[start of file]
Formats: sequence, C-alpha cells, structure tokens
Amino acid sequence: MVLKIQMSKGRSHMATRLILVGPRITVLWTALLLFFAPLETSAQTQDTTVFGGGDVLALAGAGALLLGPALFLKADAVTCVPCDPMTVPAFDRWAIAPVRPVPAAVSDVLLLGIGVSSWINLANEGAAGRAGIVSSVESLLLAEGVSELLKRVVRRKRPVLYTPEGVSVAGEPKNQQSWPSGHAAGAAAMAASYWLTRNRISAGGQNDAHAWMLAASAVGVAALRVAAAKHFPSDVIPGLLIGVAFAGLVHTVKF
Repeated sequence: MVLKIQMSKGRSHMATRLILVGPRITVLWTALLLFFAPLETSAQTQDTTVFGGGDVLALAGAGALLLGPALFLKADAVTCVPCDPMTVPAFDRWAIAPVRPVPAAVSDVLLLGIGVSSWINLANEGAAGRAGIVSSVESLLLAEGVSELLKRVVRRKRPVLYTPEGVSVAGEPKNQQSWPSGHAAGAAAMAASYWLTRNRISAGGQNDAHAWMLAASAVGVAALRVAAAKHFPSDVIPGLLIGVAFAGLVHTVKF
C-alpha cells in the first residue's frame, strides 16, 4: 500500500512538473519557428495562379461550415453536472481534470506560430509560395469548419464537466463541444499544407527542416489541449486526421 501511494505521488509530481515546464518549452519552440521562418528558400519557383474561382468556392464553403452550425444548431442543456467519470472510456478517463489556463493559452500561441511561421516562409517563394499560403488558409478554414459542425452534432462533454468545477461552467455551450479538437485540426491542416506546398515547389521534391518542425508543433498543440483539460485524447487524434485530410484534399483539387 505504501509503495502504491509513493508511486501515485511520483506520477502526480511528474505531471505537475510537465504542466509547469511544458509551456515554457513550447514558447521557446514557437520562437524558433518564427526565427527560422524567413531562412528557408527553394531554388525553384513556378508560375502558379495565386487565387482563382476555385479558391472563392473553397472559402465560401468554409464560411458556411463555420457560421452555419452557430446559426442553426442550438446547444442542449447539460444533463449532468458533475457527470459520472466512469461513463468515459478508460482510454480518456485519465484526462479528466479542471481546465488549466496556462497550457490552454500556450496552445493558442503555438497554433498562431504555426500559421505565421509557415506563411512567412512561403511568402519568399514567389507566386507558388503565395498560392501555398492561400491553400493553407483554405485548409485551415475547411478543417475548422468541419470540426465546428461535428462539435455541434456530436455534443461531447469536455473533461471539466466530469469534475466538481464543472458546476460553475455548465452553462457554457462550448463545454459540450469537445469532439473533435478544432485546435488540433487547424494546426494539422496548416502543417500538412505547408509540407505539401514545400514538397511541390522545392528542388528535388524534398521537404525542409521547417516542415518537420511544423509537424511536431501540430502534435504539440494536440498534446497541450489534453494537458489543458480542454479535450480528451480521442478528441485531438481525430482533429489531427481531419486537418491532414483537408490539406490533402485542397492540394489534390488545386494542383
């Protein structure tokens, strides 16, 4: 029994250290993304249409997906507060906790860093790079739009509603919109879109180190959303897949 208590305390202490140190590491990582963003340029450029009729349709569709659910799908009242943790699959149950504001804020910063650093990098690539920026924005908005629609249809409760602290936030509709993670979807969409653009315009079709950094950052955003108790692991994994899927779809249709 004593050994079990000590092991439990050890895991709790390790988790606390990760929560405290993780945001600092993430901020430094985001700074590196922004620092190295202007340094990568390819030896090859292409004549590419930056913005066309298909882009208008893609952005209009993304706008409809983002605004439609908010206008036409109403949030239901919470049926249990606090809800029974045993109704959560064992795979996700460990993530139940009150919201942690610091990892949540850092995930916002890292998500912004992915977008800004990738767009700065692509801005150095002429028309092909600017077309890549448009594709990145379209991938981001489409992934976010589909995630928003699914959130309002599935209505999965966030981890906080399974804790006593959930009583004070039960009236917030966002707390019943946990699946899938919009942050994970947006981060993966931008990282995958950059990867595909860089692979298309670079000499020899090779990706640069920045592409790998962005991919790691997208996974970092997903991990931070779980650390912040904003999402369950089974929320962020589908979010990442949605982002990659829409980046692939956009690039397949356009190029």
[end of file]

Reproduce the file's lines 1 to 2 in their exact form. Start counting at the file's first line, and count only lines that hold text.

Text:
Formats: sequence, C-alpha cells, structure tokens
Amino acid sequence: MVLKIQMSKGRSHMATRLILVGPRITVLWTALLLFFAPLETSAQTQDTTVFGGGDVLALAGAGALLLGPALFLKADAVTCVPCDPMTVPAFDRWAIAPVRPVPAAVSDVLLLGIGVSSWINLANEGAAGRAGIVSSVESLLLAEGVSELLKRVVRRKRPVLYTPEGVSVAGEPKNQQSWPSGHAAGAAAMAASYWLTRNRISAGGQNDAHAWMLAASAVGVAALRVAAAKHFPSDVIPGLLIGVAFAGLVHTVKF